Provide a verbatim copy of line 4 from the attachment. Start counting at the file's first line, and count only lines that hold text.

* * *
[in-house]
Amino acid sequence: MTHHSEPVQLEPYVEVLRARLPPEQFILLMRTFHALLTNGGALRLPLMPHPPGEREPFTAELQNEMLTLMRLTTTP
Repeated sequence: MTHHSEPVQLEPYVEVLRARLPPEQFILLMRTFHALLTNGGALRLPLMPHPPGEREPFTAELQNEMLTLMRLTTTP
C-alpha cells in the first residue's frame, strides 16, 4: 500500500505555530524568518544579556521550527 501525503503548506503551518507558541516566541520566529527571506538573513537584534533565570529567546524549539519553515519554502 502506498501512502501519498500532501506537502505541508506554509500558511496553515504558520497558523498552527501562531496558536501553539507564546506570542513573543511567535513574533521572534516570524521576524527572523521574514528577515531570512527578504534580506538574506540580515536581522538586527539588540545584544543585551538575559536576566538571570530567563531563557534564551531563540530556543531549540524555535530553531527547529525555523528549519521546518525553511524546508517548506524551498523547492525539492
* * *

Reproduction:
C-alpha cells in the first residue's frame, strides 16, 4: 500500500505555530524568518544579556521550527 501525503503548506503551518507558541516566541520566529527571506538573513537584534533565570529567546524549539519553515519554502 502506498501512502501519498500532501506537502505541508506554509500558511496553515504558520497558523498552527501562531496558536501553539507564546506570542513573543511567535513574533521572534516570524521576524527572523521574514528577515531570512527578504534580506538574506540580515536581522538586527539588540545584544543585551538575559536576566538571570530567563531563557534564551531563540530556543531549540524555535530553531527547529525555523528549519521546518525553511524546508517548506524551498523547492525539492